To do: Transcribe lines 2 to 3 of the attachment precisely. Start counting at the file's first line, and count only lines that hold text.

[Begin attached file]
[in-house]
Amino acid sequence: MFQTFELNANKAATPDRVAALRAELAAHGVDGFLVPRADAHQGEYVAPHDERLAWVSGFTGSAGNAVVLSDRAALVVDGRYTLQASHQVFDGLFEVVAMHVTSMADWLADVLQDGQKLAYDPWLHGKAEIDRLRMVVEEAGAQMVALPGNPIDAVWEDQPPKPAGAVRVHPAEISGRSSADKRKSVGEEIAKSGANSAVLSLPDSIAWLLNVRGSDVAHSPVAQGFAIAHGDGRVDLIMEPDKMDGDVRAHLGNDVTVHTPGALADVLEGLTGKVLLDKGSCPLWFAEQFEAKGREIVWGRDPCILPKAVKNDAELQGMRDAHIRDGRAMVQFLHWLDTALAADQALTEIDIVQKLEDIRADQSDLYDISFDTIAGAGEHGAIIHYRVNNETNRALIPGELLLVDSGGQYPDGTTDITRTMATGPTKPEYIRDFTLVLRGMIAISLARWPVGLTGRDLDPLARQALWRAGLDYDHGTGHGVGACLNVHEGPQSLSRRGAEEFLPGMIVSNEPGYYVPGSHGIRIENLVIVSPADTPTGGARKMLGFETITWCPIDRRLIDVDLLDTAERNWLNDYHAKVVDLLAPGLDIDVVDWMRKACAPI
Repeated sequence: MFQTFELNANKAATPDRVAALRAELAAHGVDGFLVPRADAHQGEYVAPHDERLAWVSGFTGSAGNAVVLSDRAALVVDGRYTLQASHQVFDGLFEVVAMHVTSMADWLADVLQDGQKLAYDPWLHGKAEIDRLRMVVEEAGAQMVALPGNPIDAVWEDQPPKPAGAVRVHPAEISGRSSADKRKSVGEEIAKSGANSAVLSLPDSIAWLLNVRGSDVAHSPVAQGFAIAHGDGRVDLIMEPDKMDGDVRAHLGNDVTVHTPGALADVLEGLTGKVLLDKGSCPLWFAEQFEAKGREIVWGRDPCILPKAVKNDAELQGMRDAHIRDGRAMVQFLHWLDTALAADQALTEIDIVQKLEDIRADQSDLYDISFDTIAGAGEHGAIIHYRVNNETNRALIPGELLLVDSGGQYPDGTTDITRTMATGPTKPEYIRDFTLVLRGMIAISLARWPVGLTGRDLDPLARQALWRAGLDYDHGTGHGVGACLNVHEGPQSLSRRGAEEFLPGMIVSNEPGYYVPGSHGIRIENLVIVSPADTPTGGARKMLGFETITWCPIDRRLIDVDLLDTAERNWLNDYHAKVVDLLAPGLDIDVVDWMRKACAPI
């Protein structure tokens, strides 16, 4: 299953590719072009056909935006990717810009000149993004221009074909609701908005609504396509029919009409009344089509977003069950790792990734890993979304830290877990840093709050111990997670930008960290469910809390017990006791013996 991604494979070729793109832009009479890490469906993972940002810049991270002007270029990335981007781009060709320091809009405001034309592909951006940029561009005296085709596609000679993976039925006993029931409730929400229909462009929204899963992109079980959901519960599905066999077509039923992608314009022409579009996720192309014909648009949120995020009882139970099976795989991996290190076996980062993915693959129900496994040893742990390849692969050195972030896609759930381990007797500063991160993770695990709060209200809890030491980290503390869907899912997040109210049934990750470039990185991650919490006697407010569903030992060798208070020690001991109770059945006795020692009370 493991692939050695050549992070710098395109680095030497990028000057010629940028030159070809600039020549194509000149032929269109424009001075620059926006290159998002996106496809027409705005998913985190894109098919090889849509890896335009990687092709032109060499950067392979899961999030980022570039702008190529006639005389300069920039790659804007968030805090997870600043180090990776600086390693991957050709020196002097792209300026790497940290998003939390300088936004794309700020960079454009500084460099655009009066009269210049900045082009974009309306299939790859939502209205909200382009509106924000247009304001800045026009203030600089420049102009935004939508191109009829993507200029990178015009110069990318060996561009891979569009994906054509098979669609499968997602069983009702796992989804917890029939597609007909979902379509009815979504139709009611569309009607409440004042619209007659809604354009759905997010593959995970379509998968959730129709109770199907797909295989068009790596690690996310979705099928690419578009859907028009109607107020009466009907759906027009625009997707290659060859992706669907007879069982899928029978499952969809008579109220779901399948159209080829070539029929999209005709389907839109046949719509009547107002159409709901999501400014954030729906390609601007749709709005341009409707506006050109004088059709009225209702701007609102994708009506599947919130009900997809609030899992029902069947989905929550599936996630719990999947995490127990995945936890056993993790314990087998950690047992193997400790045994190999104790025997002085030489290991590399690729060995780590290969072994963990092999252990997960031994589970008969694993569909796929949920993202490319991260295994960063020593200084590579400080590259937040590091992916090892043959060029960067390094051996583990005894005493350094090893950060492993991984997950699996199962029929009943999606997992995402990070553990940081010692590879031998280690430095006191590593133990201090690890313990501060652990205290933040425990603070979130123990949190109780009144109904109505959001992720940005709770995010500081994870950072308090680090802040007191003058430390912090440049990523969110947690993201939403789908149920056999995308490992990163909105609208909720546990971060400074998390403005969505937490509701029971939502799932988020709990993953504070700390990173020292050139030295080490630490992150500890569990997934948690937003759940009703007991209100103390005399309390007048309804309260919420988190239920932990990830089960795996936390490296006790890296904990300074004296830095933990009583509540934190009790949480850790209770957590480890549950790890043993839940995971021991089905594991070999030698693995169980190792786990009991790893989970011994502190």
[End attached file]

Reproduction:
Amino acid sequence: MFQTFELNANKAATPDRVAALRAELAAHGVDGFLVPRADAHQGEYVAPHDERLAWVSGFTGSAGNAVVLSDRAALVVDGRYTLQASHQVFDGLFEVVAMHVTSMADWLADVLQDGQKLAYDPWLHGKAEIDRLRMVVEEAGAQMVALPGNPIDAVWEDQPPKPAGAVRVHPAEISGRSSADKRKSVGEEIAKSGANSAVLSLPDSIAWLLNVRGSDVAHSPVAQGFAIAHGDGRVDLIMEPDKMDGDVRAHLGNDVTVHTPGALADVLEGLTGKVLLDKGSCPLWFAEQFEAKGREIVWGRDPCILPKAVKNDAELQGMRDAHIRDGRAMVQFLHWLDTALAADQALTEIDIVQKLEDIRADQSDLYDISFDTIAGAGEHGAIIHYRVNNETNRALIPGELLLVDSGGQYPDGTTDITRTMATGPTKPEYIRDFTLVLRGMIAISLARWPVGLTGRDLDPLARQALWRAGLDYDHGTGHGVGACLNVHEGPQSLSRRGAEEFLPGMIVSNEPGYYVPGSHGIRIENLVIVSPADTPTGGARKMLGFETITWCPIDRRLIDVDLLDTAERNWLNDYHAKVVDLLAPGLDIDVVDWMRKACAPI
Repeated sequence: MFQTFELNANKAATPDRVAALRAELAAHGVDGFLVPRADAHQGEYVAPHDERLAWVSGFTGSAGNAVVLSDRAALVVDGRYTLQASHQVFDGLFEVVAMHVTSMADWLADVLQDGQKLAYDPWLHGKAEIDRLRMVVEEAGAQMVALPGNPIDAVWEDQPPKPAGAVRVHPAEISGRSSADKRKSVGEEIAKSGANSAVLSLPDSIAWLLNVRGSDVAHSPVAQGFAIAHGDGRVDLIMEPDKMDGDVRAHLGNDVTVHTPGALADVLEGLTGKVLLDKGSCPLWFAEQFEAKGREIVWGRDPCILPKAVKNDAELQGMRDAHIRDGRAMVQFLHWLDTALAADQALTEIDIVQKLEDIRADQSDLYDISFDTIAGAGEHGAIIHYRVNNETNRALIPGELLLVDSGGQYPDGTTDITRTMATGPTKPEYIRDFTLVLRGMIAISLARWPVGLTGRDLDPLARQALWRAGLDYDHGTGHGVGACLNVHEGPQSLSRRGAEEFLPGMIVSNEPGYYVPGSHGIRIENLVIVSPADTPTGGARKMLGFETITWCPIDRRLIDVDLLDTAERNWLNDYHAKVVDLLAPGLDIDVVDWMRKACAPI